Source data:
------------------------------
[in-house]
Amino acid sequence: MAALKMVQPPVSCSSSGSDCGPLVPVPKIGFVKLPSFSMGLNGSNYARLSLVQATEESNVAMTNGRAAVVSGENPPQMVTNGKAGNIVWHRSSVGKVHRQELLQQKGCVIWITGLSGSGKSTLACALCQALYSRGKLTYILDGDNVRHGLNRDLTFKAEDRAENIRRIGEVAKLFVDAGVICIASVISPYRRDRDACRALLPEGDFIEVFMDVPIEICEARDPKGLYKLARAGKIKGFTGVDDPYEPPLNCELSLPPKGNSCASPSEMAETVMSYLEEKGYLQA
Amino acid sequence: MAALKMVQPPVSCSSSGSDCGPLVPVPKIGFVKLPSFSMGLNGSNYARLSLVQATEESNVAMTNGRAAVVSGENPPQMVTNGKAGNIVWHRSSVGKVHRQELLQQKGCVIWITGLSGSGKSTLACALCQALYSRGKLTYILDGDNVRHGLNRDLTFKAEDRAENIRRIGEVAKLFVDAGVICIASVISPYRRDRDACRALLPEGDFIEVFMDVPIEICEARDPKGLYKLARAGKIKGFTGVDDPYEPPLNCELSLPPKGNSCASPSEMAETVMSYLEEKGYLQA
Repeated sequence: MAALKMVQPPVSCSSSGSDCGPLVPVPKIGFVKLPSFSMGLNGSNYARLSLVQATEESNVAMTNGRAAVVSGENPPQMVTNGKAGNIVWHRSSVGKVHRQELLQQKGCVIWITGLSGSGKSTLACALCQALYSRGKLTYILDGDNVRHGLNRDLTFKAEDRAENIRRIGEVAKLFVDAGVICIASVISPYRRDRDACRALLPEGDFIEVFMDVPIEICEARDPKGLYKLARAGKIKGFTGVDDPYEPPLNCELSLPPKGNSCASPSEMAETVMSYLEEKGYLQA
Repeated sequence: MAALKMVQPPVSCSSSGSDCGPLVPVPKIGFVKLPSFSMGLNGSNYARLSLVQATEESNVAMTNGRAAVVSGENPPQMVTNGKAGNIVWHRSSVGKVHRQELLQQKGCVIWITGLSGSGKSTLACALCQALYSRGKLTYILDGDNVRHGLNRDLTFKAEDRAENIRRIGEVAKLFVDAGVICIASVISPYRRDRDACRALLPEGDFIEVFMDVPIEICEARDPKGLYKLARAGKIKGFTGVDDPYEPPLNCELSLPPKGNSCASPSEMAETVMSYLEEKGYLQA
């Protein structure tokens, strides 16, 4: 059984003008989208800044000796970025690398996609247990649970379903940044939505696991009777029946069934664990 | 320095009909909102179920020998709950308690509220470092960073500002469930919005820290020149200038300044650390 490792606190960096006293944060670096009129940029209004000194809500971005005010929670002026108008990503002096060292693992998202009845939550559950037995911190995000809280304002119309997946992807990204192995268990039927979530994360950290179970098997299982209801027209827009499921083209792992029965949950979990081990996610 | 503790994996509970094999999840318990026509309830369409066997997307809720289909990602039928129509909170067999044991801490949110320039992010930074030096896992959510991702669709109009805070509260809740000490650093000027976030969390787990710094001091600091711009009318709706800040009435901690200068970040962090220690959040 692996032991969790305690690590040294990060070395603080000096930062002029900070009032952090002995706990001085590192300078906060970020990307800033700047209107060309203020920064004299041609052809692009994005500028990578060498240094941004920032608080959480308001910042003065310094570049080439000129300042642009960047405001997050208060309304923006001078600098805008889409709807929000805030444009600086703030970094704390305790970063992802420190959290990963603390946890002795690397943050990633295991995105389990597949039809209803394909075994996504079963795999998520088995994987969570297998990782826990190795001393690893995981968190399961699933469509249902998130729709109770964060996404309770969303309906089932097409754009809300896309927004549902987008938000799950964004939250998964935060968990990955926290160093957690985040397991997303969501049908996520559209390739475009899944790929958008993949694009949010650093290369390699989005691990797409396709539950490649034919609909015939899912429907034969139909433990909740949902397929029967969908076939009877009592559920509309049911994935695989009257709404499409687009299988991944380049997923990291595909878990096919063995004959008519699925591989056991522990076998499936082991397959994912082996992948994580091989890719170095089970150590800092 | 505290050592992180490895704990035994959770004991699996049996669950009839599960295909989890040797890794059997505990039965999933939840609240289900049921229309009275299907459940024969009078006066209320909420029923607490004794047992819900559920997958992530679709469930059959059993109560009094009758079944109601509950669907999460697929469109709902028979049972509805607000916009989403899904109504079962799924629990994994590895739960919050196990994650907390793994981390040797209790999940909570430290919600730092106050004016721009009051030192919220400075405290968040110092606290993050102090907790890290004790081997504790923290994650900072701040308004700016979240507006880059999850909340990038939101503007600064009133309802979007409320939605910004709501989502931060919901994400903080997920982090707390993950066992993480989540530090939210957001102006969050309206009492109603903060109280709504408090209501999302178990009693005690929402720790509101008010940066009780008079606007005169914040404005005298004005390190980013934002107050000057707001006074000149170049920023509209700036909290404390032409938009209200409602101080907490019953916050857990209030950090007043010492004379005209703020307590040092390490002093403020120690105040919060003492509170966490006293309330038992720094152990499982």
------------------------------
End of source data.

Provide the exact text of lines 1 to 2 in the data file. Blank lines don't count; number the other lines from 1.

[in-house]
Amino acid sequence: MAALKMVQPPVSCSSSGSDCGPLVPVPKIGFVKLPSFSMGLNGSNYARLSLVQATEESNVAMTNGRAAVVSGENPPQMVTNGKAGNIVWHRSSVGKVHRQELLQQKGCVIWITGLSGSGKSTLACALCQALYSRGKLTYILDGDNVRHGLNRDLTFKAEDRAENIRRIGEVAKLFVDAGVICIASVISPYRRDRDACRALLPEGDFIEVFMDVPIEICEARDPKGLYKLARAGKIKGFTGVDDPYEPPLNCELSLPPKGNSCASPSEMAETVMSYLEEKGYLQA